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The Schmooze

Need Help With Your Bar Mitzvah Speech? Meet the ‘Toast Whisperer’

We’ve all been there, —eying the assembled crowd, swallowing a dry throat, and shuffling cue cards.

Wendy Shanker knows the difficulties of public speaking better than most. As a longtime corporate speechwriter, she has worked with many clients to craft a perfect speech. Her specialty is award shows, charity events, and other public venues.

But more recently, Shanker has been flooded with unusual requests — for bar and bat mitzvahs speeches.

“It’s a very specific little niche,” she said on the phone. “There are a lot of wedding helpers out there,” she said, but not many geared towards pubescent teens. A recent on the growing industry of “toast whisperers” also focused on weddings. As far as she knows, Shanker is the only ghost speechwriter who specializes in bar and bat mitzvahs.

As the resident bar-bat mitzvah whiz, Shanker has taken part in many different parts of the ceremony. She has written for the candle lighting, traditional bimah speech, and the party afterwards. She has worked with the soon-to-be bar or bat Mitzvah, the parents, and even the siblings.

The prime component of ghost-speechwriting? Collaboration.

“I help that person speak in the own voice,” she explained. She tries not to write as if she, rather than the client were giving the speech. Not everyone can be Jerry Seinfeld. She talks with them, going over their notes, and sending drafts back and forth to capture their “voice.”

“They’re scared to give a speech [and] say the wrong thing,” Shanker explained. “Collaborating with someone who has done it professionally is a good way to get started.”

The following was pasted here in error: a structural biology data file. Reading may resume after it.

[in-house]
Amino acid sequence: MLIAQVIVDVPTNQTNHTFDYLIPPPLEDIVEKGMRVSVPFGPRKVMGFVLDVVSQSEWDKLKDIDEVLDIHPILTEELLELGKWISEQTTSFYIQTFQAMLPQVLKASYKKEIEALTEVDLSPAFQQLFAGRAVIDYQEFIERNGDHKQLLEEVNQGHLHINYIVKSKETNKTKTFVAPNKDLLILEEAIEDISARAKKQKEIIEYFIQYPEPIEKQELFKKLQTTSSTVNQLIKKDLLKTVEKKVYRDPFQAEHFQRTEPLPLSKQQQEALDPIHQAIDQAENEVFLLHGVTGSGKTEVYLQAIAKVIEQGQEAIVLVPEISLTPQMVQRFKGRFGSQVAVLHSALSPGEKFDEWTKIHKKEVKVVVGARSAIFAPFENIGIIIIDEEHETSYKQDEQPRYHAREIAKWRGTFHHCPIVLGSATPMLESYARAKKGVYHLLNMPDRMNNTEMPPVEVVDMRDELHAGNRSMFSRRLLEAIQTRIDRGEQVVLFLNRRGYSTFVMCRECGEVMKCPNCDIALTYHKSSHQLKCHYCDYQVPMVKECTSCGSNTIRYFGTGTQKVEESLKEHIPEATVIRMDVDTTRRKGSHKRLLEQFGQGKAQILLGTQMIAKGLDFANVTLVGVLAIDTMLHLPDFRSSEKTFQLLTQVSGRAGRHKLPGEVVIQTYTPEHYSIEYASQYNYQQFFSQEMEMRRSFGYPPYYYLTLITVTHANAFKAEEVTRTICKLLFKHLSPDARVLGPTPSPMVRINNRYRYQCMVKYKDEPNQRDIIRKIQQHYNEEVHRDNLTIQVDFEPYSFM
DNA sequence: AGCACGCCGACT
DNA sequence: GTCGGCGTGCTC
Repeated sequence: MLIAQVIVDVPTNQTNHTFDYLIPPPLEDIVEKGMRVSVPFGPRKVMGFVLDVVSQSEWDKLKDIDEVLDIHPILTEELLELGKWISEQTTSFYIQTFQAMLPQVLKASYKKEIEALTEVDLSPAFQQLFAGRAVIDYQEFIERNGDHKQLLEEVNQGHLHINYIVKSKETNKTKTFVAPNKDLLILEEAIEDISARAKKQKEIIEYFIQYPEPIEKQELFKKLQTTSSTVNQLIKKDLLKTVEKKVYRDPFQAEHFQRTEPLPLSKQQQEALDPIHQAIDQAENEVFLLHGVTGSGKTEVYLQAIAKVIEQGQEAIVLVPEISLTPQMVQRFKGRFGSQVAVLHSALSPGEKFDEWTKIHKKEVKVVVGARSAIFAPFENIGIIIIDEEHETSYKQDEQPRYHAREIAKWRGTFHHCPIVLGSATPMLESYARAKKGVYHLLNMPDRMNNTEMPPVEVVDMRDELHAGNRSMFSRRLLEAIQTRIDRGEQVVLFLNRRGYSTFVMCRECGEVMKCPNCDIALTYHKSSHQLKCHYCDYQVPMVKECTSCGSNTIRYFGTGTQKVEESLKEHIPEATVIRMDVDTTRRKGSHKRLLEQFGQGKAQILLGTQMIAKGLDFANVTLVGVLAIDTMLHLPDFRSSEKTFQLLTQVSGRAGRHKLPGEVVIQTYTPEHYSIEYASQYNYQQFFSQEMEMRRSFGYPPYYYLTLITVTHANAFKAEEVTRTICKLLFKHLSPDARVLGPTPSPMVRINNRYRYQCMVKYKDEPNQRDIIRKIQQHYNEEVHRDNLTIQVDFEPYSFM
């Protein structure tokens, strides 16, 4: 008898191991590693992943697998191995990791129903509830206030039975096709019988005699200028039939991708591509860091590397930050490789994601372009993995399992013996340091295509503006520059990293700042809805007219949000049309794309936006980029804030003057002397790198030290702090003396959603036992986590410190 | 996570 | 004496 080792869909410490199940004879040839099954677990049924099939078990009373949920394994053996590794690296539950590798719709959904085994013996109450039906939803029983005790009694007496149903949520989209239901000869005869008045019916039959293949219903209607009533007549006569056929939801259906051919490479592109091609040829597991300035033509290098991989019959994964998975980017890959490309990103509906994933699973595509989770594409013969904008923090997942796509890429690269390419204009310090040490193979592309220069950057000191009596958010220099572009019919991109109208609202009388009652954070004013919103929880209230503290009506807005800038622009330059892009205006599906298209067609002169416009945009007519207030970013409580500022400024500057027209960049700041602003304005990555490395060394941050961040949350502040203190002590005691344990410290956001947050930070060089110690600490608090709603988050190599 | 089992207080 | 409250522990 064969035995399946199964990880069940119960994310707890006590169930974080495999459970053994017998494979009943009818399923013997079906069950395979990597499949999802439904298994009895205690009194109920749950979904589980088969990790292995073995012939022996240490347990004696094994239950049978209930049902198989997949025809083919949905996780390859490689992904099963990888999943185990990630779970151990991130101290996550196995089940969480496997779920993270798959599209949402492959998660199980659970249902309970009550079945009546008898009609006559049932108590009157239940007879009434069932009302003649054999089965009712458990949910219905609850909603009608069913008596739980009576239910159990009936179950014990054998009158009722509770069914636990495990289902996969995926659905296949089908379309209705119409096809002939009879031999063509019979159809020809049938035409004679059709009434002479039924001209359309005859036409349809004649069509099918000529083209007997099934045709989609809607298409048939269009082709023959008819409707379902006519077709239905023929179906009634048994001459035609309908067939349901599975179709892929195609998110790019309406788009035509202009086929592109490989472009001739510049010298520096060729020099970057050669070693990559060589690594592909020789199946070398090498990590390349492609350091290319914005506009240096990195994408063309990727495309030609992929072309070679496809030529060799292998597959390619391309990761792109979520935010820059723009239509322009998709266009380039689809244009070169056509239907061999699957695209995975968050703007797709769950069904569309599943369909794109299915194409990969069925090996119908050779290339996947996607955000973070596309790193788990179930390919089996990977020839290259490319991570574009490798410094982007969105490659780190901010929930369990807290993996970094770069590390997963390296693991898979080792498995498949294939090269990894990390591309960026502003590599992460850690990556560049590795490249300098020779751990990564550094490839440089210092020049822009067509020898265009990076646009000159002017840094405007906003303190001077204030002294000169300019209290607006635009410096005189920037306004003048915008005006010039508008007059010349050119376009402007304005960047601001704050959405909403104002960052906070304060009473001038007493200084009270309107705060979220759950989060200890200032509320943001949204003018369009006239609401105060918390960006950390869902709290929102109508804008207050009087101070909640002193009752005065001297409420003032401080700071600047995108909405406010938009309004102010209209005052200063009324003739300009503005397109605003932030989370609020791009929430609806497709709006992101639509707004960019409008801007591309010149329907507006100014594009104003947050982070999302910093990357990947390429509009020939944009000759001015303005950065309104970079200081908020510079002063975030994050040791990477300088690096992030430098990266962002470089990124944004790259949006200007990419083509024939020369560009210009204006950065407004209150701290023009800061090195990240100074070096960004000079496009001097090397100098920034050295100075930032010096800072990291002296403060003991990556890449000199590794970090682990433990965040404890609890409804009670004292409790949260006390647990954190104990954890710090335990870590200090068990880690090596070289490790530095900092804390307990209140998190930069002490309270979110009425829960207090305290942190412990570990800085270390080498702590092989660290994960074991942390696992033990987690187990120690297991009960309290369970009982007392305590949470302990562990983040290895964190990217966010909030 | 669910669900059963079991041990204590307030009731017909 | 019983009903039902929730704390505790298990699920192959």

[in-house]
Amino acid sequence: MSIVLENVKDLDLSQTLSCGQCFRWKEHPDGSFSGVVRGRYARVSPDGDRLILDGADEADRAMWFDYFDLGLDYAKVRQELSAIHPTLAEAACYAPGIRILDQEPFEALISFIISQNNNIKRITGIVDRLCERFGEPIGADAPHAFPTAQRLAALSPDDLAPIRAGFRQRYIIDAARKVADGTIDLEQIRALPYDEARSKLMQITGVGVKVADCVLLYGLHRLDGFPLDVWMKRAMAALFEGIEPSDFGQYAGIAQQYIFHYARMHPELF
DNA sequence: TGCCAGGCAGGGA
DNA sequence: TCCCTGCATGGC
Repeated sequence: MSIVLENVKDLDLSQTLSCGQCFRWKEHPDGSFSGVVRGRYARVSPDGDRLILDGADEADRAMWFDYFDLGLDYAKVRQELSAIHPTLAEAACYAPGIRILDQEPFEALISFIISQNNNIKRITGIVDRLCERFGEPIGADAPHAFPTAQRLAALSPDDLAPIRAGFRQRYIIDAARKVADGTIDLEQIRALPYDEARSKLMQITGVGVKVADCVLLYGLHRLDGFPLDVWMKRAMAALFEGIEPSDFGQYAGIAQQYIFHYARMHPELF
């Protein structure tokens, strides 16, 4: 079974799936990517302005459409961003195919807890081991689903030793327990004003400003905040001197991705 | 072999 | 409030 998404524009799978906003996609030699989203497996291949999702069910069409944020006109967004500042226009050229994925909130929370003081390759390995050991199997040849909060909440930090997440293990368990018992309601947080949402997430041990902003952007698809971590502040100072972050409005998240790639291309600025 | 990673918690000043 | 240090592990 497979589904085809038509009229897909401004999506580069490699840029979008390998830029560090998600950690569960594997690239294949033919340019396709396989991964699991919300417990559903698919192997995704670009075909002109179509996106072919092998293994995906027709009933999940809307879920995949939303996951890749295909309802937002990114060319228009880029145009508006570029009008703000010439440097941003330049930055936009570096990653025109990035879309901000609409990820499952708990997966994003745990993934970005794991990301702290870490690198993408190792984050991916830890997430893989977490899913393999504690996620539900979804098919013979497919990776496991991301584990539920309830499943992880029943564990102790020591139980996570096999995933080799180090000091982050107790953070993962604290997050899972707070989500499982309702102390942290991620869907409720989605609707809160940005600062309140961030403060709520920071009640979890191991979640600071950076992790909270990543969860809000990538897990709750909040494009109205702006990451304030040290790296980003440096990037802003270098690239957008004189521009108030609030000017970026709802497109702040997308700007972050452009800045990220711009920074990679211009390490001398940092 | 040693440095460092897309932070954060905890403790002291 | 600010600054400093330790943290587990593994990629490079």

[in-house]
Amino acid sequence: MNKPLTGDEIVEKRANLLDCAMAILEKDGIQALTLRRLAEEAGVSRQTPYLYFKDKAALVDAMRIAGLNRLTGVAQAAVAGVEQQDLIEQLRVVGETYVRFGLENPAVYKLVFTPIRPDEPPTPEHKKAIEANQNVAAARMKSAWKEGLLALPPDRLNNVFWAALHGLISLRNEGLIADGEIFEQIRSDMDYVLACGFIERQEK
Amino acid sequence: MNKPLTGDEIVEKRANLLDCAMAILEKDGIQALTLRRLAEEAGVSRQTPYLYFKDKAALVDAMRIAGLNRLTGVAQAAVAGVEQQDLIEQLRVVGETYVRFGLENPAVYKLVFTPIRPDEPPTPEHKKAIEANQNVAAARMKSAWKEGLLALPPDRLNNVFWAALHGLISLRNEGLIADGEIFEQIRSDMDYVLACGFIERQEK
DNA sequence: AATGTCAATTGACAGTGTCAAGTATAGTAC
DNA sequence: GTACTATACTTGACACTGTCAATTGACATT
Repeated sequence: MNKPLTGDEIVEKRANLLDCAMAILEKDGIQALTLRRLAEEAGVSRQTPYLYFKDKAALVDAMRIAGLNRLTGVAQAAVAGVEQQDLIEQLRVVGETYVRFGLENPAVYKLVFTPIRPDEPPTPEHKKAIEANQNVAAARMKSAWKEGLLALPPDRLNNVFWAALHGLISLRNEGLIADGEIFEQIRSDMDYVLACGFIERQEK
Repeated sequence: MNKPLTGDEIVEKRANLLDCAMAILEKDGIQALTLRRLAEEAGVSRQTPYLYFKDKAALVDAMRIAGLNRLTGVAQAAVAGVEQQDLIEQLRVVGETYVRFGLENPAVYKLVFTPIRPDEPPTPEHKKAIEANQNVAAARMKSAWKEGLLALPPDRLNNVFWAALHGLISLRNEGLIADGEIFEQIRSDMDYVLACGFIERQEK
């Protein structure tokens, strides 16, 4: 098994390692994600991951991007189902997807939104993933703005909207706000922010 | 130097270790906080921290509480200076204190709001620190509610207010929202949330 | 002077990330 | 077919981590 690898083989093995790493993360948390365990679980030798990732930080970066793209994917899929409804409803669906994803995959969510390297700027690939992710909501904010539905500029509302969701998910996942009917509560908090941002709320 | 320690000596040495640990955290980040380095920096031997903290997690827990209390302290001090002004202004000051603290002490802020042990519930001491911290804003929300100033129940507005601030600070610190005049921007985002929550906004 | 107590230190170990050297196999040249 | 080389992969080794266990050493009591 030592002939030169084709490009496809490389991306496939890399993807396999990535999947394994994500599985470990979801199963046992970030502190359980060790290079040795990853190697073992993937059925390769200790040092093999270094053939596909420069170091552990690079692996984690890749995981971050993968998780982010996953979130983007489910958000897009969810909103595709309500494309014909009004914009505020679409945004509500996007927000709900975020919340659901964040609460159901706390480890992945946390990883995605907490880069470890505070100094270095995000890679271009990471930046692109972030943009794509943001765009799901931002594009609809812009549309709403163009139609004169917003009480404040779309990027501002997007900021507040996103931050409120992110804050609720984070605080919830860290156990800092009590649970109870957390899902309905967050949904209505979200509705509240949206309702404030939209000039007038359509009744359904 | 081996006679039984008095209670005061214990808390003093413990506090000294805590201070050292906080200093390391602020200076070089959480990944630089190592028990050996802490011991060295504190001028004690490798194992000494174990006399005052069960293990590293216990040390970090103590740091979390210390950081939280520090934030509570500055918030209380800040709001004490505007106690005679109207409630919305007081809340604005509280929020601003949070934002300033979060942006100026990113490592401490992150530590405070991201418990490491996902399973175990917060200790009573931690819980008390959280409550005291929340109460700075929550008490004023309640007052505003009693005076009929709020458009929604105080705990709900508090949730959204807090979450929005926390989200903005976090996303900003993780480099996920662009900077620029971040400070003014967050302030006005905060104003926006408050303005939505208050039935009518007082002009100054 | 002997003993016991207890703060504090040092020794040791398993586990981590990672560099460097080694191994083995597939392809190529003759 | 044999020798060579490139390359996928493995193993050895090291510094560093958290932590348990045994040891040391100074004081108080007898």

She also doesn’t believe that there is any shame in getting some help with crafting a personal speech for such a momentous occasion. After all, many people go to professionals for your hair and makeup. They help you look your best. Ghostwriters like Shanker help you sound your best.

Clients usually come to her with scattered ideas, and ask her for help tying it all together, organizing their points, and adding a joke when appropriate.

As for advice, Shanker said that it’s more important to be genuine than funny. “You cannot go wrong speaking honestly and speaking from the heart. It’s always going to be the right thing.”

The second step once you’ve gotten the words down on paper: practice. “Think about what you’re going to say, stand in front of the mirror,” she said. People try to wing it, but it never works out as well as a well-rehearsed speech.

Finally, she said, “keep it short. It’s always better going shorter than longer.”

And if you cry, “Don’t worry about it. Everyone in the room is rooting for you.”


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